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How can I protect myself from student threats?


Q: One of my students threatened to stab me and beat me up in the parking lot. My principal wants to allow the student back into school and into my classroom. What can I do?

A: I'm very sorry that you face student threats but pleased you are an Association member and that we can assist you in reporting and documenting the situation.

Your first step should be to call your UniServ Director (UD) for advice and support. Your UD can help you report the student threats to local law enforcement.

Thanks in part to lobbying by VEA, Virginia Code section 18.2-60 was amended, making oral threats to school personnel on school property a Class 1 misdemeanor, and written threats on school grounds, at school sponsored activities, or on school buses a Class 6 felony. 
VEA also lobbied for Virginia Code section 22.1-276.2 requiring each school district to have a policy on "disruptive students."

So it's important to review your local policy with your UD to make sure you provide the required documentation of disruptive behavior and notice to the student's parent or guardian.

Your UD can also help you review your School's Student Code of Conduct and file appropriate disciplinary referrals or reports for violations of that Code. If the Principal has not imposed the penalties specified by the Code of Conduct you might be able to file a grievance against the Principal. If the threatening student receives special education services, you should document concerns about placement and recommendations for change. If the student is not already receiving special education, you might refer the student for screening because threats may indicate some emotional disturbance. Asocial behavior might also give you reason to suspect child abuse that you should document with school officials to trigger reports to the local department of social services.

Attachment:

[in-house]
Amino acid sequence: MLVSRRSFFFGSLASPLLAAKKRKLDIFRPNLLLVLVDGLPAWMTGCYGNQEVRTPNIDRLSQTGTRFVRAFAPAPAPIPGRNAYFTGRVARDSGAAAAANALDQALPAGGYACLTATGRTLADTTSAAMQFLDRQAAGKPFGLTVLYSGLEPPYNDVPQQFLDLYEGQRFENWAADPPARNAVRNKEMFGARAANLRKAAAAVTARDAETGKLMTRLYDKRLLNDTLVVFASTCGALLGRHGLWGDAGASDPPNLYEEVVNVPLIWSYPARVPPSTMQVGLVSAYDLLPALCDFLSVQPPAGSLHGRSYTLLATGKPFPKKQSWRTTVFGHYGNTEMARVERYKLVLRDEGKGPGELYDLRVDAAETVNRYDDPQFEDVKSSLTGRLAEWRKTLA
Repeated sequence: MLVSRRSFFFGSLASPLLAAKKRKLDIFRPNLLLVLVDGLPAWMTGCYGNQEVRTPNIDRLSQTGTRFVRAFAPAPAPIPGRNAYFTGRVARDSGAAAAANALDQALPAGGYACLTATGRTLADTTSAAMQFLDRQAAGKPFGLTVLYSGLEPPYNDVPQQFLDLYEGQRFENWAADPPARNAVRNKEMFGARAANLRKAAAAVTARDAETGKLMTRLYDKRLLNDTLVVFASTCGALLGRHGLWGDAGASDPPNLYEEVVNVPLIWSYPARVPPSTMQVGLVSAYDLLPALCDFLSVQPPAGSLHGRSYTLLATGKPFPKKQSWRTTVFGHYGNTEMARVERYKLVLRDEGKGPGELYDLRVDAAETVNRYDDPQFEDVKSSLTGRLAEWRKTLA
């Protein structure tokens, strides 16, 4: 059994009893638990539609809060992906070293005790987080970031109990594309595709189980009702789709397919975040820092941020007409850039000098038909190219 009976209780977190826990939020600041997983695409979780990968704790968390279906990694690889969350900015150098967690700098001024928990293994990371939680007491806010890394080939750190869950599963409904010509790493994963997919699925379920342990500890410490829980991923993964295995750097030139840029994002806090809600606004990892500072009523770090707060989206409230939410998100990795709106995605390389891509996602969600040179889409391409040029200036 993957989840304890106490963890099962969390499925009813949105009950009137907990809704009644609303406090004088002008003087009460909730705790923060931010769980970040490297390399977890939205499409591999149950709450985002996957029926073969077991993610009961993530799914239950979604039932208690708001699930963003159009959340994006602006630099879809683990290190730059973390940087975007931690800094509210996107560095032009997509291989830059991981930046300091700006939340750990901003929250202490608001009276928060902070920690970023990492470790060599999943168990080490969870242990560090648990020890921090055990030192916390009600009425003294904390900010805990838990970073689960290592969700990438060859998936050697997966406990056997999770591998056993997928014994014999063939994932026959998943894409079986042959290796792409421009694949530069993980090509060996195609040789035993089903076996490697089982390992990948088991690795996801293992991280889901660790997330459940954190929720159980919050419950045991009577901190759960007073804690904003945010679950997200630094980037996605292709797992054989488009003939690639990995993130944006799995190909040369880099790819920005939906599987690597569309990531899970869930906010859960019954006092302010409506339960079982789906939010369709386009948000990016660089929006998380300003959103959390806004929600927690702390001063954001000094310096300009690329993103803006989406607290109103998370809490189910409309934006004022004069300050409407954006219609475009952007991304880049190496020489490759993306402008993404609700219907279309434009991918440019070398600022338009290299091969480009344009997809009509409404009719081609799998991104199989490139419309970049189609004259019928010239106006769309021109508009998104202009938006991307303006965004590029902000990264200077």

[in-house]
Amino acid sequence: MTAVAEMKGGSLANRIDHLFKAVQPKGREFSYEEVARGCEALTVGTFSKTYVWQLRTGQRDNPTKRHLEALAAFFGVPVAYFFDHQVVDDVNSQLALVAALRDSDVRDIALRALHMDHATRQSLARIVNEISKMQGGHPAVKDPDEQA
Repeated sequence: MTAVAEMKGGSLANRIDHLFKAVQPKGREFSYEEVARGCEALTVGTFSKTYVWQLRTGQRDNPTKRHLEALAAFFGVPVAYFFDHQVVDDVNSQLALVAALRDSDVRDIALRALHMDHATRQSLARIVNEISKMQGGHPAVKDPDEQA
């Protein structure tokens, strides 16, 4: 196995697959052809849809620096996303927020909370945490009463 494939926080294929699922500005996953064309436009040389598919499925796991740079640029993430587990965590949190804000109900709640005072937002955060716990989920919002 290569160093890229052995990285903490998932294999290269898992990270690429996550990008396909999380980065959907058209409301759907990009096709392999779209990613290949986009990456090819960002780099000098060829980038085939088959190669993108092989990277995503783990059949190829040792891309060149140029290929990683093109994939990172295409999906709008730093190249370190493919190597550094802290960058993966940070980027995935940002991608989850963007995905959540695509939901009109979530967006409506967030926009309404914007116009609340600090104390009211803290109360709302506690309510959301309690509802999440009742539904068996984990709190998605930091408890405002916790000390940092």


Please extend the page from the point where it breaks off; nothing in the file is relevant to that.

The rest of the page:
Finally, your UD can help you explain in writing why you believe the student should be removed from your class, emphasizing concerns about your safety and the safety of other students in your class. Teachers cannot veto student placement or assignment, but you can document your concerns that this student poses a danger.

Thanks for raising an important issue that--unfortunately--also confronts some of your fellow education employees.

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